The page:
Julia Pelosi-Thorpe is an Italian-Australian PhD student in Italian Studies/Comparative Literature and Literary Theory at the University of Pennsylvania. Her interests include reception/adaptation/translation studies, cultures of textual production from scribal to print to digital, and language pedagogy. In addition to the SIMS Graduate Student Fellowship, she was a 2022–2023 Graduate Project Assistant with the Schoenberg Database of Manuscripts and a 2023 Mellon Doctoral Summer Fellow at the Price Lab for Digital Humanities.
Manuscripts come to us across hundreds of years, and many undergo myriad mediations as they traverse deep time. What are some common modifications people have made to manuscripts? How did they do this? And how were manuscripts created in the first place?
Come and look at some of the manuscripts held at Penn that have been cut up, remixed, rewritten, and rebound. Hear Penn experts discuss these texts, including an overview of the materials and practices through which manuscripts were made initially. Then, take a pair of scissors and cut your own from paper print-outs drawn from the OPenn repository.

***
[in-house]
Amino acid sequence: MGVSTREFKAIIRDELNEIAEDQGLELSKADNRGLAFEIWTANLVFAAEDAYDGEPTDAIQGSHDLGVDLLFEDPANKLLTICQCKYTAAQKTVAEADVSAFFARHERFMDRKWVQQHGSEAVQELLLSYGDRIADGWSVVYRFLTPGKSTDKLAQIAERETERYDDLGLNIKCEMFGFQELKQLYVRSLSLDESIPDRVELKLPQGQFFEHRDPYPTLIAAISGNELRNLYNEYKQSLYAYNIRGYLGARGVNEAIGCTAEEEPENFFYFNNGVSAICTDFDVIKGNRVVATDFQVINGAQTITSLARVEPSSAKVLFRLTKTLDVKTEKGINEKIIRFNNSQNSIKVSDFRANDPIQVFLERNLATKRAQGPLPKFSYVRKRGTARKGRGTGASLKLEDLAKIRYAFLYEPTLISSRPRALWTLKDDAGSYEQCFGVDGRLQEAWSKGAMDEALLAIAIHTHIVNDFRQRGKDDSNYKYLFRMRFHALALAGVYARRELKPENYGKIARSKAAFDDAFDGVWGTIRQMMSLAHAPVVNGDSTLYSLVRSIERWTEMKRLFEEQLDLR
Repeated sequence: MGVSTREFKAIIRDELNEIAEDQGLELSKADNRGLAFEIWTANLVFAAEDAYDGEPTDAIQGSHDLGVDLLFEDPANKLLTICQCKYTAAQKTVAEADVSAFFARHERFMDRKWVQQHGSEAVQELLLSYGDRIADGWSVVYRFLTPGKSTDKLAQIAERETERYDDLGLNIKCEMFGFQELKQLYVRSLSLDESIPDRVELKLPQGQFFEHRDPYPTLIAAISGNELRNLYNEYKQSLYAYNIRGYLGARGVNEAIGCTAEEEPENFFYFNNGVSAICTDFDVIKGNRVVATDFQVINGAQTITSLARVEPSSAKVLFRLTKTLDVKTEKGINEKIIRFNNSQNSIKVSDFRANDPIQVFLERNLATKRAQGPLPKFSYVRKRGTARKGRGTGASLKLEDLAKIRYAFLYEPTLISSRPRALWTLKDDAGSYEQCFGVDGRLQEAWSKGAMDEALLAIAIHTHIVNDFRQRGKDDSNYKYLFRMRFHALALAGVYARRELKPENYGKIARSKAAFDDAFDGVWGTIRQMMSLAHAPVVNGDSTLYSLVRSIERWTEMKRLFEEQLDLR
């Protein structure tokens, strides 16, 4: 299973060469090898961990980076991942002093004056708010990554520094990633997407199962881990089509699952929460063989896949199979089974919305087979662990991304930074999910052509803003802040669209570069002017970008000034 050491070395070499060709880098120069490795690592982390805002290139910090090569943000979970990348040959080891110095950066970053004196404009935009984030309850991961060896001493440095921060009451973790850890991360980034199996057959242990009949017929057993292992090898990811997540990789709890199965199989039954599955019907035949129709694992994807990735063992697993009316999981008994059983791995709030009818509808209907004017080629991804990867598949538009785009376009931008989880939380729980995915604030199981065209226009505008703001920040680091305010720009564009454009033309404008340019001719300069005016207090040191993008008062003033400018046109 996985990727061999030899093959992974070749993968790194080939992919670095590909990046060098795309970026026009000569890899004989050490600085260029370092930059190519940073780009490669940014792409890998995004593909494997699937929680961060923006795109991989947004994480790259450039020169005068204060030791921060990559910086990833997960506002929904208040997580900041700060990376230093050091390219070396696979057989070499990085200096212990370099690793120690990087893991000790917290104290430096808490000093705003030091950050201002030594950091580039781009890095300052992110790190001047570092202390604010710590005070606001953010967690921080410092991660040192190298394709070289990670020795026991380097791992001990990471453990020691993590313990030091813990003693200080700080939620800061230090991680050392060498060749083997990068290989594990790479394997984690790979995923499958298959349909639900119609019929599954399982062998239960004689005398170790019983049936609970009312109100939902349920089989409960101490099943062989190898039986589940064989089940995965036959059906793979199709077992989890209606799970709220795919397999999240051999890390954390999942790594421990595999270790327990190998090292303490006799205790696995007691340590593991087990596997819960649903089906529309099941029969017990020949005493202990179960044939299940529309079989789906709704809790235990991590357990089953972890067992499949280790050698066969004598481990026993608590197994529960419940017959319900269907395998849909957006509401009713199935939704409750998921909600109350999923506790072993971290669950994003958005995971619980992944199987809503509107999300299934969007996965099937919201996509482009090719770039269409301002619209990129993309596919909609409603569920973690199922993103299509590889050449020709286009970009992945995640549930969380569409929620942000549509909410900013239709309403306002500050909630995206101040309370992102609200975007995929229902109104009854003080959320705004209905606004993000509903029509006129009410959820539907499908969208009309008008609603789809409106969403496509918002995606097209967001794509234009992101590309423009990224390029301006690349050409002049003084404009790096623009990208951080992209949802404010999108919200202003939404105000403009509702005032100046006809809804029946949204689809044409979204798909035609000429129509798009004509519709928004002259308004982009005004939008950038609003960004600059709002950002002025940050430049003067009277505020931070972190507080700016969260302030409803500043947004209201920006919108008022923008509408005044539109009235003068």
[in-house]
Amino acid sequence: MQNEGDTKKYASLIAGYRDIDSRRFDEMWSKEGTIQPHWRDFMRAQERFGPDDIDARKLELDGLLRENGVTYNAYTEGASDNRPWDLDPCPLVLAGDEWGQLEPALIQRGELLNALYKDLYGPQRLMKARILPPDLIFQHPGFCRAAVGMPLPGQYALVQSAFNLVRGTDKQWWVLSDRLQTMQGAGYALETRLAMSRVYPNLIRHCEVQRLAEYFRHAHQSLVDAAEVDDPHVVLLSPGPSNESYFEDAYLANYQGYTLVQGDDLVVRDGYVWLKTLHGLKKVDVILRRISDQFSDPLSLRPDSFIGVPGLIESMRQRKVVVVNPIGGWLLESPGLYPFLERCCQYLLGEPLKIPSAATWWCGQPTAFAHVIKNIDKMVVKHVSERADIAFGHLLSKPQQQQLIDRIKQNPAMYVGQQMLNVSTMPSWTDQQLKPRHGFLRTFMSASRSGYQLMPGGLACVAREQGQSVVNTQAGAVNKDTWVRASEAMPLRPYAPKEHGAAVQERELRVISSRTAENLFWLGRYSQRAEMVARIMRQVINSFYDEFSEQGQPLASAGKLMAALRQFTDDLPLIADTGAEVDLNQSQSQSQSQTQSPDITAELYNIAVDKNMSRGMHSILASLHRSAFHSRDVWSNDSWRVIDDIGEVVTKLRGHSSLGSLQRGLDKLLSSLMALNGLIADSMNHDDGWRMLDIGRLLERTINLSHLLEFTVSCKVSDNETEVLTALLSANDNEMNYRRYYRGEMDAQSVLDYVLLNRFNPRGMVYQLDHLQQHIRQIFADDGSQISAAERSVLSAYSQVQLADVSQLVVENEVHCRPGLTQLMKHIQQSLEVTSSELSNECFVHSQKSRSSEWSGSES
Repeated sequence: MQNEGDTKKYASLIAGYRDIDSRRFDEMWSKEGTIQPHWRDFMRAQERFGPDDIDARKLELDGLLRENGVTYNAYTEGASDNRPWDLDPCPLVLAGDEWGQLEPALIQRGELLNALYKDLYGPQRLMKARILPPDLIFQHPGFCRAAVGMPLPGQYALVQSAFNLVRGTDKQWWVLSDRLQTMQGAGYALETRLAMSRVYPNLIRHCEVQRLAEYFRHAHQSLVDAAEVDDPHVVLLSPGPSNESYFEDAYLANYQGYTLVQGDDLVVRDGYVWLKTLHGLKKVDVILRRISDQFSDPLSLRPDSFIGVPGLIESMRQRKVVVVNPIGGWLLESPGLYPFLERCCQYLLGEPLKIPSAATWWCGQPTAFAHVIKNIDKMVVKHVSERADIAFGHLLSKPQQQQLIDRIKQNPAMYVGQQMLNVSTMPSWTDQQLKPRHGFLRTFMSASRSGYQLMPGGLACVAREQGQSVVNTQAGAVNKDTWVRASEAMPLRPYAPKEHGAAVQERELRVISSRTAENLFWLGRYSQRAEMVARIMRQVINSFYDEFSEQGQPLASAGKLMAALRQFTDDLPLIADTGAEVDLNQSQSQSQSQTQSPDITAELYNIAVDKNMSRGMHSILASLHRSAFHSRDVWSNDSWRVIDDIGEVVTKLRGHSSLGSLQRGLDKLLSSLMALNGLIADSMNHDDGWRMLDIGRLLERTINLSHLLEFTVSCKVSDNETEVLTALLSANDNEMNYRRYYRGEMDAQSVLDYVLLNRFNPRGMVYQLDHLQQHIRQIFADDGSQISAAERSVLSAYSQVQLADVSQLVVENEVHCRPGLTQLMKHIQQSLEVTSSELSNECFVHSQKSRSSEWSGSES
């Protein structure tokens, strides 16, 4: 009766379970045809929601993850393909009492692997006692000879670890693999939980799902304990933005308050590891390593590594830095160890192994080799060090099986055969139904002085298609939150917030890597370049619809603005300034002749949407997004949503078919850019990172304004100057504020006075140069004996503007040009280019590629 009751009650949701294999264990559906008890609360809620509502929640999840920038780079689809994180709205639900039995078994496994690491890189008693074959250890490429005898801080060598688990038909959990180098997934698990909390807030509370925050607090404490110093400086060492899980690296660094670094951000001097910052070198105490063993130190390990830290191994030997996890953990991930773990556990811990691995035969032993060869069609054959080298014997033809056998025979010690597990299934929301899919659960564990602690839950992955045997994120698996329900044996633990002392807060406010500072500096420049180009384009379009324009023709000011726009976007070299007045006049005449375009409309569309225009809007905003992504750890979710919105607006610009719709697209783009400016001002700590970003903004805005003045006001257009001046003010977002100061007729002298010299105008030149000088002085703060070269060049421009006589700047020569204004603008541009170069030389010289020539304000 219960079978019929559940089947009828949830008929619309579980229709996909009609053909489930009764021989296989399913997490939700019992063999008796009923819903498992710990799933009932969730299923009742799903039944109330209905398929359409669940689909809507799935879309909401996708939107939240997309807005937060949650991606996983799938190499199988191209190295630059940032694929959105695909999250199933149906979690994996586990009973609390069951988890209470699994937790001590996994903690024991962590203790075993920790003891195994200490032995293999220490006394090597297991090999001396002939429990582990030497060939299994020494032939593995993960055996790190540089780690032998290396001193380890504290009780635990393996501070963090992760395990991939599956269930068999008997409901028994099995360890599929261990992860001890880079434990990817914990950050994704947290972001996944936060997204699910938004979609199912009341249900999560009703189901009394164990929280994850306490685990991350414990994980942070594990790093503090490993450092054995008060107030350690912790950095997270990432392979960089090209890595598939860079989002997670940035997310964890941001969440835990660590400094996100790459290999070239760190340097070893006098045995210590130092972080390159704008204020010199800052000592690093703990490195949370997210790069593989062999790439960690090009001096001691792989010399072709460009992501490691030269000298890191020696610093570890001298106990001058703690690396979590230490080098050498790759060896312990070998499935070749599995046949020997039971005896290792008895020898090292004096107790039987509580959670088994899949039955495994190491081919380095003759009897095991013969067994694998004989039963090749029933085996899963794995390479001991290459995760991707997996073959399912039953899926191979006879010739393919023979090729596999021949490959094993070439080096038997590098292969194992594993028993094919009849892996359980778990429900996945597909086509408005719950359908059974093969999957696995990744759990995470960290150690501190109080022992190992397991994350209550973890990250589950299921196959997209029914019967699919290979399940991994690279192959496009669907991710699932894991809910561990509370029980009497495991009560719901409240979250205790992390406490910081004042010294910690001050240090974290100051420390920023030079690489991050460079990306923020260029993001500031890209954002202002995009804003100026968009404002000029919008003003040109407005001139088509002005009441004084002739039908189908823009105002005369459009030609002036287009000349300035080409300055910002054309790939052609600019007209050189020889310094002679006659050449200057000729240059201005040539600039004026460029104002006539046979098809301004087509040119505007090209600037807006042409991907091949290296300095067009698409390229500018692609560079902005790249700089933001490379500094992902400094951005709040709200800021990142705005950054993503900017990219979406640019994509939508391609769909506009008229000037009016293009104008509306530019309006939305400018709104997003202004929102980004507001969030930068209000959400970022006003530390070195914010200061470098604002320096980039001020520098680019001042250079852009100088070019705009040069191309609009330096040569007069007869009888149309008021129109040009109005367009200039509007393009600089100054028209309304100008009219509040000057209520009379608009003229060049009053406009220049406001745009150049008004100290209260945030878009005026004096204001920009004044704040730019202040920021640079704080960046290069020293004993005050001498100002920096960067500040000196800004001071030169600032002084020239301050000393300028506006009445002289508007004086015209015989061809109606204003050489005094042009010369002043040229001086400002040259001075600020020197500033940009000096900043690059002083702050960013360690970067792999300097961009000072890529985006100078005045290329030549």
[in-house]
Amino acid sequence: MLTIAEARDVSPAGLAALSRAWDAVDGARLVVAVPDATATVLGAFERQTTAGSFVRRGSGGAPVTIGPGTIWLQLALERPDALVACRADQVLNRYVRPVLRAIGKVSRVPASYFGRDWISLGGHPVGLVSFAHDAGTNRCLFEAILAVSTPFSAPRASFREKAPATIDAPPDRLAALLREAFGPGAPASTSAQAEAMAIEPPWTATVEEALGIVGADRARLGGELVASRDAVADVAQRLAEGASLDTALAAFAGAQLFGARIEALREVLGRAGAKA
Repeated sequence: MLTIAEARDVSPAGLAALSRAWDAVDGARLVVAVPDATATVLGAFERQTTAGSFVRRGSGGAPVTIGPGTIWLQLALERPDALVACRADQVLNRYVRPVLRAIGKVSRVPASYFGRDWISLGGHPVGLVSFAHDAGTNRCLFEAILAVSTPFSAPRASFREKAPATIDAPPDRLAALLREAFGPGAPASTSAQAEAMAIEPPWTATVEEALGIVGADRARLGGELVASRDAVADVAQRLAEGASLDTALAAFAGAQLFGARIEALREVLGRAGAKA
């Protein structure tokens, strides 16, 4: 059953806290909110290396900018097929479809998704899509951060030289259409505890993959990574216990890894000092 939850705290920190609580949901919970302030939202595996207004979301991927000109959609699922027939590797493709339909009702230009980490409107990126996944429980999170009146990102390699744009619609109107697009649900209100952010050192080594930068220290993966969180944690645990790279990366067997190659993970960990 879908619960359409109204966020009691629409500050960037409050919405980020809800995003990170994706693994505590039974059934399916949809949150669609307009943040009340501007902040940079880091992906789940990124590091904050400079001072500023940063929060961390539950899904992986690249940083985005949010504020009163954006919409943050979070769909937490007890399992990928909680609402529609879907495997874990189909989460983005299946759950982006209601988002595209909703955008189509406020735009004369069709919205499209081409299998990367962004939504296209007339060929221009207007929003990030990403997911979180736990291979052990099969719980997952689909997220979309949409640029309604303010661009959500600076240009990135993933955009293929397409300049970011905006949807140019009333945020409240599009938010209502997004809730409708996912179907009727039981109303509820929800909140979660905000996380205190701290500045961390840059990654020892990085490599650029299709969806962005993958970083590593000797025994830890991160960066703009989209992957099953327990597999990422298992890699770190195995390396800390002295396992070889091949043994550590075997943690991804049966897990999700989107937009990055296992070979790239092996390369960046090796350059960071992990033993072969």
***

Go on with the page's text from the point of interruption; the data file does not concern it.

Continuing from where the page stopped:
Through crafting our own collages, codices, and cut-outs, this two-hour workshop encourages us to learn through enacting as we explore how manuscripts have been created and recreated across time by human beings.